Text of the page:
The second university is the Süleyman Demirel University and is on the outskirts of the city, nestling in the foothills of the mountains. The city feels remote, close to an airport, and is characterised by high rise residentials and some unfinished public buildings. There is the shell of a huge train station on the outskirts that has lain unfinished for at least 4 years because of some dispute over payment.

Established in 1992, the university, with around 70,000 students, is the one of the largest academic institutions in Turkey. Someone told me that there are at least 100,000 students in other universities. We forget how vast Turkey is, and how populous. Most of these universities are colossal by Irish standards, where the population of many of our cities would fit into one of the campuses here.

Süleyman Demirel University is Oğuzhan’s alma mater and it is a very special place. We were met straight off the bus by Mustafa Kayabasi (the students call him Mustafa hoca – teacher), who dove us in his trusty old Peugeot to a hotel in the middle of the city where we each had a palatial room and an en suite. He took us to dinner, and was easy to chat with, full of questions about our theatre and students. He had spent some years in the UK on a scholarship in Bristol University, and now he is an acting teacher in the Performing Arts department in the Faculty of Fine Arts in Isparta.

The next morning Mustafa collected us and drove us to the campus where all of the staff of the department were gathered outside in the morning sunshine to greet and welcome us. There were few students here yet, as it was only 9.00am. We met lovely people and were brought to the departments’ theatre for the workshop. There we met 24 students from 1st to 3rd years. They threw themselves into the activities, laughed, moved with ease and openness, were curious and talkative, and wanted to learn as much as they could. Lunch was hosted by the staff again, all eager to meet us and to chat. By now the campus was full, the outdoor seating areas resembling a small festival, cafes bustling, sunshine and laughter all round.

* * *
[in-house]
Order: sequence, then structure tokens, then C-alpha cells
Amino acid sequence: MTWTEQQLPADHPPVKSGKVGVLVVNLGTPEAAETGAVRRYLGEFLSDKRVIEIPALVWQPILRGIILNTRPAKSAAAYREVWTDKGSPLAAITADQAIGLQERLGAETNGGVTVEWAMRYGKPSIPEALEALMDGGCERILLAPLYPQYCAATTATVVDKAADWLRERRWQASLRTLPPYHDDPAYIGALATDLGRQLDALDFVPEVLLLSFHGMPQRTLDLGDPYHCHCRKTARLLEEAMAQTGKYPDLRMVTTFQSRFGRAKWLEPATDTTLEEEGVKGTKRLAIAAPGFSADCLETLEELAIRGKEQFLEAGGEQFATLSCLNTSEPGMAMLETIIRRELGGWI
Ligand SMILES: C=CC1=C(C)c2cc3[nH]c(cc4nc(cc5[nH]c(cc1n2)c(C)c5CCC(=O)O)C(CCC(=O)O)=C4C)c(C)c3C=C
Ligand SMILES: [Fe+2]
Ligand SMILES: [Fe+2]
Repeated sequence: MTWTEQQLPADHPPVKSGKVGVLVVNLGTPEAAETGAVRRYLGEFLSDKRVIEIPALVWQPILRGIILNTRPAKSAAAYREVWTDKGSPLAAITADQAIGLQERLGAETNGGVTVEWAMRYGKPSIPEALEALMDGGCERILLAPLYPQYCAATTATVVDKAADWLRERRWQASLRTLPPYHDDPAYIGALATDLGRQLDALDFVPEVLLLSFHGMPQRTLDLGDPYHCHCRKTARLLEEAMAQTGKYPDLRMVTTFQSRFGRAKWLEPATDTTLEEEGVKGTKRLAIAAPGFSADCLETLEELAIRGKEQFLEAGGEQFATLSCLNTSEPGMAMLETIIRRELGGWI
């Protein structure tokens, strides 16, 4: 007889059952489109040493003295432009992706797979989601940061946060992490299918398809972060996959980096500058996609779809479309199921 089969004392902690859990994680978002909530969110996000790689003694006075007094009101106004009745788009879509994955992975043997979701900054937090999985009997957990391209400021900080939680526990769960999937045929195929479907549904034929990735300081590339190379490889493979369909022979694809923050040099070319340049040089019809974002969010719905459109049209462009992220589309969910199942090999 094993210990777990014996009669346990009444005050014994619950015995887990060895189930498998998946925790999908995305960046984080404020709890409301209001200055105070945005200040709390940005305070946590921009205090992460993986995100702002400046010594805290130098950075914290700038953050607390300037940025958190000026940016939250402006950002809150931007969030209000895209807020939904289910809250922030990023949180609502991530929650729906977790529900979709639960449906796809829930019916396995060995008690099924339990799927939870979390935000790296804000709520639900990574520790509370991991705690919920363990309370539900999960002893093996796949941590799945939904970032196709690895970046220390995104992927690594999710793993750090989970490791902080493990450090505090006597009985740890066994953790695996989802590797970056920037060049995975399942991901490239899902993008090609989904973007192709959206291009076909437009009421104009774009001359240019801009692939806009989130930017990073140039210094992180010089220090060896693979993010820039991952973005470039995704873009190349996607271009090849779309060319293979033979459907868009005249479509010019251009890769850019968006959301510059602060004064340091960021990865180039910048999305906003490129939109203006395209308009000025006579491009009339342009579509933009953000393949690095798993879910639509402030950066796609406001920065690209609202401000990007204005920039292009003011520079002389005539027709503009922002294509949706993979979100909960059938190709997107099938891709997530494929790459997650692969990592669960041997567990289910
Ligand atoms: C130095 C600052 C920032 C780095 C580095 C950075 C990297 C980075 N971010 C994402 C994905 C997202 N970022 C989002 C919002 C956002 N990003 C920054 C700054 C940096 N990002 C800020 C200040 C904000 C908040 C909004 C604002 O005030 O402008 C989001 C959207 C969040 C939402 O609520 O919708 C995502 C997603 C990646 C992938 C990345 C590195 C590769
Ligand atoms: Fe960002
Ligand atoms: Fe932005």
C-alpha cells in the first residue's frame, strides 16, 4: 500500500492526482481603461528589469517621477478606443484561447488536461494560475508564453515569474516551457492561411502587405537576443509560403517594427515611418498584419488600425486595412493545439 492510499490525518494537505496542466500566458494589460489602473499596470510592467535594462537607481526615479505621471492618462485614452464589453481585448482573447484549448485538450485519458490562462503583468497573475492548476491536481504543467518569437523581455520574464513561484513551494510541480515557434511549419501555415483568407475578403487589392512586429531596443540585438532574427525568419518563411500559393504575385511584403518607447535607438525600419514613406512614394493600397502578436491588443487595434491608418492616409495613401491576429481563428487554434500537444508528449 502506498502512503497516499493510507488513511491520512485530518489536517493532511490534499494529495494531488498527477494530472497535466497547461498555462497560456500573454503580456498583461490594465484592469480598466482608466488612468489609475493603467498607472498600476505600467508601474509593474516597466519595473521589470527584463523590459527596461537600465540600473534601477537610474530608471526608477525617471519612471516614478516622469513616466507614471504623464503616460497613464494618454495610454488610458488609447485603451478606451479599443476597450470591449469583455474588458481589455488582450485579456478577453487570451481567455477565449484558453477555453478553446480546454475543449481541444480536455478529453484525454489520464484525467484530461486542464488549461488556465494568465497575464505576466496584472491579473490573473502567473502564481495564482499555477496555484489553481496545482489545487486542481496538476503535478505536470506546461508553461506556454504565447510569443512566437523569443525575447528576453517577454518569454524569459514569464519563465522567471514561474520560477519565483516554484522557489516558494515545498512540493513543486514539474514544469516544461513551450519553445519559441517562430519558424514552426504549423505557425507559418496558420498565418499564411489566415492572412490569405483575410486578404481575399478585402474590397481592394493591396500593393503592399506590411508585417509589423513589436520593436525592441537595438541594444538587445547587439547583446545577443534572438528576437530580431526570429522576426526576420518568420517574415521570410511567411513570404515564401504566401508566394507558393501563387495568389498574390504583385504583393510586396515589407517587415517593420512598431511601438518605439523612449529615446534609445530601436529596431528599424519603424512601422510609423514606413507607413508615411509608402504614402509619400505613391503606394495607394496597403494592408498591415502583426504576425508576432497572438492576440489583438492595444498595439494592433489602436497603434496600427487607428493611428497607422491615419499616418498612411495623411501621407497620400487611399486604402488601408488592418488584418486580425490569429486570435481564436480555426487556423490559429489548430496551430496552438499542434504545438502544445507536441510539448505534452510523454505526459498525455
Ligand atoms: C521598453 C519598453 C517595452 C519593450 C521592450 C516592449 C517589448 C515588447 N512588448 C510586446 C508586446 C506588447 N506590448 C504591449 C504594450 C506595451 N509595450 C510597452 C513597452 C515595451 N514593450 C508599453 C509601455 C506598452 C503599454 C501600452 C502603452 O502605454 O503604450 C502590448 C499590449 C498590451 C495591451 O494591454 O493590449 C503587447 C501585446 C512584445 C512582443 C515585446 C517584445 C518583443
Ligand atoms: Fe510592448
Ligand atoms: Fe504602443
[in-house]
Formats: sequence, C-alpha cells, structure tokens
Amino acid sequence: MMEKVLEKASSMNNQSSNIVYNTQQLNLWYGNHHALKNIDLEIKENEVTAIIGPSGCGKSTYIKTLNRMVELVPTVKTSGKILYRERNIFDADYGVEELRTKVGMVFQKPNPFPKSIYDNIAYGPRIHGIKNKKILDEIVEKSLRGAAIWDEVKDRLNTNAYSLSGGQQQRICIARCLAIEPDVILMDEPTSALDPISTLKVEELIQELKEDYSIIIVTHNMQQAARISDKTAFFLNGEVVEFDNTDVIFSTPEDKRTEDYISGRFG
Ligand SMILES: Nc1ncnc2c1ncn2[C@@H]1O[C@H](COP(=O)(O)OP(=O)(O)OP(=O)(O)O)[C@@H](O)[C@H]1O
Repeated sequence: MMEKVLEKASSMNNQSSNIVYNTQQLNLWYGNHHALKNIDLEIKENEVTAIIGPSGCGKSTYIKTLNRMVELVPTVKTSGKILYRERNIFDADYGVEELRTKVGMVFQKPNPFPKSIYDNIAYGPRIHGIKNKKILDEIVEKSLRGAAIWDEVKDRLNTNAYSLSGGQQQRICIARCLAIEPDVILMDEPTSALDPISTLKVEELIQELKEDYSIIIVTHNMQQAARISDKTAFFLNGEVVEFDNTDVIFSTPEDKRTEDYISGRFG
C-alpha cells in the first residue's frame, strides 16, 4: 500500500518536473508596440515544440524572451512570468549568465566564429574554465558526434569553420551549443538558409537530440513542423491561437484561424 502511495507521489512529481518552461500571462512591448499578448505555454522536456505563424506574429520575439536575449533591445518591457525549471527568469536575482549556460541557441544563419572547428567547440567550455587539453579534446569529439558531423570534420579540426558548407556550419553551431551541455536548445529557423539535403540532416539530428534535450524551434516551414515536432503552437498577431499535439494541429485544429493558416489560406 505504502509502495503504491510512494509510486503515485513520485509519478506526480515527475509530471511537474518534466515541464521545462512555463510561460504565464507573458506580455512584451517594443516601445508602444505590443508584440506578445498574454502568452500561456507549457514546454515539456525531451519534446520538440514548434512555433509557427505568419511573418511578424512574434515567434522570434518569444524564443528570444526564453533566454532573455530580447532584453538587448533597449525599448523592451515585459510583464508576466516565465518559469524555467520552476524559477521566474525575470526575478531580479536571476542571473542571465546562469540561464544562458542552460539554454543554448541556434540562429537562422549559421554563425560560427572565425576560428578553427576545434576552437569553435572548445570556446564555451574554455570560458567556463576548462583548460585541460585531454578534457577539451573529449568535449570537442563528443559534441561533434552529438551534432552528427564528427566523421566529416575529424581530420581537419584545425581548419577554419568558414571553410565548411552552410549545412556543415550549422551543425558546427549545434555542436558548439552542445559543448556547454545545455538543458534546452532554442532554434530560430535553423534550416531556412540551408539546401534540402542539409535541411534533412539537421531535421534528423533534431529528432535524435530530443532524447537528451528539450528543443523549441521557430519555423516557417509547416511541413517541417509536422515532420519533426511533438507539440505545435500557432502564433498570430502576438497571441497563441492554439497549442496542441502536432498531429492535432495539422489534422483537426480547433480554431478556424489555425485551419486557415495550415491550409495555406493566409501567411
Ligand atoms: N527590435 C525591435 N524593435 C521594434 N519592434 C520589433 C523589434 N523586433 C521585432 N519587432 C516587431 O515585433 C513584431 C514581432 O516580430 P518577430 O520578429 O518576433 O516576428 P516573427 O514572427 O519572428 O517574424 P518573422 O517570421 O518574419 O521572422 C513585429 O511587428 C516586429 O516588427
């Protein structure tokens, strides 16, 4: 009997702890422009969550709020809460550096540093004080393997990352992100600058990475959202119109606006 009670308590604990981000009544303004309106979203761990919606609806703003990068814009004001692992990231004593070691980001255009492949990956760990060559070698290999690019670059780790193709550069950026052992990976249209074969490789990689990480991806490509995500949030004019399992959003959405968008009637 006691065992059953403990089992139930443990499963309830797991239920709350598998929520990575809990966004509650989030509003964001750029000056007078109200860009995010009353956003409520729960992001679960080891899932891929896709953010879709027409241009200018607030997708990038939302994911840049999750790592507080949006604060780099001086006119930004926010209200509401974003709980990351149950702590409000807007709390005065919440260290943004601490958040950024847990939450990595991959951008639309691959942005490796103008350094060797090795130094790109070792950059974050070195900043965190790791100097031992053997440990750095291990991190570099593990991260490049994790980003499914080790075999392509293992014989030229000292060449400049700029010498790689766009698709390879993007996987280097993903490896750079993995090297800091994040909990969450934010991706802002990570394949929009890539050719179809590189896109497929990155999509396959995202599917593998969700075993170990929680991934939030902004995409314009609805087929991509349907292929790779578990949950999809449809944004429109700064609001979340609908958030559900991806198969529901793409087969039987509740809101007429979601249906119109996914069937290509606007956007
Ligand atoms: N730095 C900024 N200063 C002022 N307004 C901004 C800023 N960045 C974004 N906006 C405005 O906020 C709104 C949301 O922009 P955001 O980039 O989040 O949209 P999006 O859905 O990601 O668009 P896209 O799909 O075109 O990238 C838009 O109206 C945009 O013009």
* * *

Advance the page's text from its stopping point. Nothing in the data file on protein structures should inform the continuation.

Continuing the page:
Afterwards we made a presentation to a larger audience of staff and students about the European Union’s ESC programme and how we use it to support young people with fewer opportunities, especially young artists from migrant, LGBTQI+ and ethnic groups who might experience difficulty pursuing their acting professions in their home countries. There were many questions, lots of interest, and Oğuzhan was kept busy translating for a full auditorium. Then, much to our surprise and delight, the staff presented us with lovely gifts and certificates of appreciation.

When the staff left, Mustafa and the students remained for a further three hours where we made fascinating theatre pieces about power and colonisation. The students were really open, natural and engaged in the methods we used. That night they came out with us and with Mustafa.

On both campuses there were campus dogs, ‘owned’ by no-one, and lounging around the greens, lolling in the sun, hanging out with the young people. They are large dogs – labradors, collies and setters – calm and easy going, and completely loved by the hundreds of students around them. I was very taken with this. They were looked after collectively. I asked what happens in the winter where there might be -20 at night. People told me that the dogs come in at night into the corridors and rooms and wander back out around the vast campuses at day.

After our work we flew back to Istanbul where we spent two pleasant days visiting the Hagia Sofia and the Grand Bazaar, catching up with friends, and planning future visits and projects. The week was finished off watching Ukraine win the Eurovision Song Contest, and hearing Turkish people lament that they are no longer part of it!

There is much to admire here, especially among the young people and the artists, the quality of acting training, the buildings and the countryside. Thank you to all the staff and students who made this visit memorable, and to our wonderful European Solidarity Corps volunteers Oğuzhan Şahin and Özer Gökmen for their attention to the organisation of every last detail.

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About Us

Crooked House is supported by Kildare County Council.